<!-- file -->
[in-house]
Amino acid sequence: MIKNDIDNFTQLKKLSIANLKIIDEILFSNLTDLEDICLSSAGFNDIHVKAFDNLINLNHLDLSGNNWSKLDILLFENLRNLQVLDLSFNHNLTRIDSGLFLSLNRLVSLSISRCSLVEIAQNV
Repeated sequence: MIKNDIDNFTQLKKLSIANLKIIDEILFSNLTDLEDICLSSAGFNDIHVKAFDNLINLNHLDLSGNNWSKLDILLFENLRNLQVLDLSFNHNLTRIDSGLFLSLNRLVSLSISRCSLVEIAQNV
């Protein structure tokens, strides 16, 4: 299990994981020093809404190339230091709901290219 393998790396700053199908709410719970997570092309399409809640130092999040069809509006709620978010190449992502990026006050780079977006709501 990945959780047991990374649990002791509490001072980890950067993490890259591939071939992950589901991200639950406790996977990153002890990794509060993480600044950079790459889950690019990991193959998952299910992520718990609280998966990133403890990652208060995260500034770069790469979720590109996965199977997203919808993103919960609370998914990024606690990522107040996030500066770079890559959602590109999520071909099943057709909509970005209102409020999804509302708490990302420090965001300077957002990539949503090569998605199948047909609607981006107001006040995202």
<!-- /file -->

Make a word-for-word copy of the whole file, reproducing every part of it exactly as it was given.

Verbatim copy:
[in-house]
Amino acid sequence: MIKNDIDNFTQLKKLSIANLKIIDEILFSNLTDLEDICLSSAGFNDIHVKAFDNLINLNHLDLSGNNWSKLDILLFENLRNLQVLDLSFNHNLTRIDSGLFLSLNRLVSLSISRCSLVEIAQNV
Repeated sequence: MIKNDIDNFTQLKKLSIANLKIIDEILFSNLTDLEDICLSSAGFNDIHVKAFDNLINLNHLDLSGNNWSKLDILLFENLRNLQVLDLSFNHNLTRIDSGLFLSLNRLVSLSISRCSLVEIAQNV
């Protein structure tokens, strides 16, 4: 299990994981020093809404190339230091709901290219 393998790396700053199908709410719970997570092309399409809640130092999040069809509006709620978010190449992502990026006050780079977006709501 990945959780047991990374649990002791509490001072980890950067993490890259591939071939992950589901991200639950406790996977990153002890990794509060993480600044950079790459889950690019990991193959998952299910992520718990609280998966990133403890990652208060995260500034770069790469979720590109996965199977997203919808993103919960609370998914990024606690990522107040996030500066770079890559959602590109999520071909099943057709909509970005209102409020999804509302708490990302420090965001300077957002990539949503090569998605199948047909609607981006107001006040995202």